The Wonderful Years (1976) — Traductor, algunes edicions124 exemplars
The Necklace and Other Tales {Modern Library Classics} (2003) — Traductor, algunes edicions121 exemplars
El problema d'Aladí (Aladins problem) (1983) — Traductor, algunes edicions115 exemplars
Amb la mirada baixa (1991) — Traductor, algunes edicions112 exemplars
The Metamorphosis and Other Stories: The Great Short Works of Franz Kafka (1993) — Traductor, algunes edicions100 exemplars
The Life of the Automobile (1976) — Traductor, algunes edicions54 exemplars
The world of Henri Rousseau (1981) — Traductor, algunes edicions52 exemplars
Expressionism, a German intuition, 1905-1920 (1980) — Traductor, algunes edicions49 exemplars
An Offering for the Dead (Eridanos Library) (1947) — Traductor, algunes edicions45 exemplars
Hitler, a Film From Germany (1978) — Traductor, algunes edicions38 exemplars
The Shadows of Berlin: The Berlin Stories of Dovid Bergelson (2005) — Traductor, algunes edicions30 exemplars
Collected French Writings: Poems, Essays, Memories (1973) — Traductor, algunes edicions9 exemplars
Antaeus No. 15, Autumn 1974 - Special Translation Issue (1974) — Traductor — 2 exemplars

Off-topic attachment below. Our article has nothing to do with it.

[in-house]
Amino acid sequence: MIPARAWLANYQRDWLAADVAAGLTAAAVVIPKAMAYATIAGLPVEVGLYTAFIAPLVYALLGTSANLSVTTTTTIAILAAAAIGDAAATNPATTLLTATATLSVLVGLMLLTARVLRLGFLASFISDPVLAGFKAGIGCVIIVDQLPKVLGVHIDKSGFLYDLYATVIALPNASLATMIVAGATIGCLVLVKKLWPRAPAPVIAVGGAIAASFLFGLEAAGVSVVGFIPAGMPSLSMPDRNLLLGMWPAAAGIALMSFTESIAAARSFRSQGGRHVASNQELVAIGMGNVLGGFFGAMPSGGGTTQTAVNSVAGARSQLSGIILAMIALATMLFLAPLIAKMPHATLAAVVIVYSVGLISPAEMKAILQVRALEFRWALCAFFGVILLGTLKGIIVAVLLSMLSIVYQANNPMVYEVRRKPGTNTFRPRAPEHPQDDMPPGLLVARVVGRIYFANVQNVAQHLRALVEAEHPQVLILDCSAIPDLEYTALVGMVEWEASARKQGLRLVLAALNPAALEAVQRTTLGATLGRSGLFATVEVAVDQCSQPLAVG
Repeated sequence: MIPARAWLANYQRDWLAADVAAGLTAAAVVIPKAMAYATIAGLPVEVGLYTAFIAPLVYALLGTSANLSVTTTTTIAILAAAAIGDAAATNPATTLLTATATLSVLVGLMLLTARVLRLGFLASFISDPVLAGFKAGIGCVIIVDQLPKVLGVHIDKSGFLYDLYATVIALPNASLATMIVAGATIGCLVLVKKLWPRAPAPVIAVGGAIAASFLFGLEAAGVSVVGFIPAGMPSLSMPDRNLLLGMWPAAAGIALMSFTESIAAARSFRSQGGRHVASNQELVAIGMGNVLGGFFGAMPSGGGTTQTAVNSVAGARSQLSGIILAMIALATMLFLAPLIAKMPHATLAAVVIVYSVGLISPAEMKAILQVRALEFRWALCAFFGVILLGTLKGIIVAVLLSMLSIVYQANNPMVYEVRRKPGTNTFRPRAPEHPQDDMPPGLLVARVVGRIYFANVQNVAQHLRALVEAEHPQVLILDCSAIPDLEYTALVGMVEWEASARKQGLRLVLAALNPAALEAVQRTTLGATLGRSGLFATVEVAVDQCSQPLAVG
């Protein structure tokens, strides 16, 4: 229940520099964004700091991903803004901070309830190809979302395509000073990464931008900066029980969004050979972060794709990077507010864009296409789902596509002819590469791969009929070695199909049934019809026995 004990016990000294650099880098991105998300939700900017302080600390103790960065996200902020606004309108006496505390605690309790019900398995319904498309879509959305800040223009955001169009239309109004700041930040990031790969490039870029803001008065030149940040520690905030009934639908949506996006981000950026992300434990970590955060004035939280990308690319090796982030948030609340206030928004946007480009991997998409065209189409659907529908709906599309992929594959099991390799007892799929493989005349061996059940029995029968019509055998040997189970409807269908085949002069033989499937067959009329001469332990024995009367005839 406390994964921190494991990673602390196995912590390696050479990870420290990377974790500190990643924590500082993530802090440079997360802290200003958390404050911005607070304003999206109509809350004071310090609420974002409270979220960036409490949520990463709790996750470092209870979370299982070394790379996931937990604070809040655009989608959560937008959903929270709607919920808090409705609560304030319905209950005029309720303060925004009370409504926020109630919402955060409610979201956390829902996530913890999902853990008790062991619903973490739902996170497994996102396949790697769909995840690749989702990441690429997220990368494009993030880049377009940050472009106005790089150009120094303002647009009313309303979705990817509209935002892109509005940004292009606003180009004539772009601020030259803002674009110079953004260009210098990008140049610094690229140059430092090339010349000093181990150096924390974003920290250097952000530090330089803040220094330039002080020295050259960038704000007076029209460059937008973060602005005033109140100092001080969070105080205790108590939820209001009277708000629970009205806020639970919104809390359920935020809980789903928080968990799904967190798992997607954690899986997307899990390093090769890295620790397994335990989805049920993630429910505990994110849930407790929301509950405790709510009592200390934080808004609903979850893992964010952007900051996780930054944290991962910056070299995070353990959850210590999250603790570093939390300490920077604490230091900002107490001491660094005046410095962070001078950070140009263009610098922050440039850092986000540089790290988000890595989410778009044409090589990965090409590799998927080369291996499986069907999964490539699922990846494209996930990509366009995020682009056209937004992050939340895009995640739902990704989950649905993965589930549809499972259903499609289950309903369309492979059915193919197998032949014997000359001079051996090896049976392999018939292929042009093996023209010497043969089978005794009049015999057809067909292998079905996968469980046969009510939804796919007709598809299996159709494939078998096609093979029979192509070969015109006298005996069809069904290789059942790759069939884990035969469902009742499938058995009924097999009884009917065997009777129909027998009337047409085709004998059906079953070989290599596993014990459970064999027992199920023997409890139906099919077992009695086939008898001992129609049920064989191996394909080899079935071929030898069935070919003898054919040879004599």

1001 (163) 1001 books (181) Alemany (834) Alemanya (255) Austrian literature (173) Aventura (182) Buddha (205) budisme (1,088) clàssic (914) clàssics (1,030) Eròtica (166) espiritualitat (428) existencialisme (183) Fantasia (185) Ficció (5,271) Ficció històrica (389) filosofia (959) Francès (246) França (215) història (167) Kindle (159) Literatura (1,397) Literatura alemanya (1,098) literatura francesa (300) Llegit (570) Llibre electrònic (211) Nadal (258) no llegit (259) Novel·la (249) novel·la (904) own (202) pendent de llegir (2,139) Premi Nobel (191) Relats curts (681) Religió (700) segle XIX (148) segle XX (552) traducció (278) Àustria (224) Índia (366)

Coneixement comú

Nom normalitzat
Neugroschel, Joachim
Altres noms
Data de naixement
Data de defunció
Austria (birth)
Lloc de naixement
Vienna, Austria
Lloc de defunció
Brooklyn, New York, USA
Llocs de residència
Berlin, Germany
New York, New York, USA
Paris, France
Rio de Janeiro, Brazil
Columbia University
Bronx High School of Science, New York, New York, USA
art critic
magazine founder and editor
Neugroschel, Mendel (father)
Premis i honors
PEN Translation Prize
Ordre des Arts et des Lettres (Chevalier, 1996)
French-American Translation Prize (1994)
Guggenheim Fellowship
Biografia breu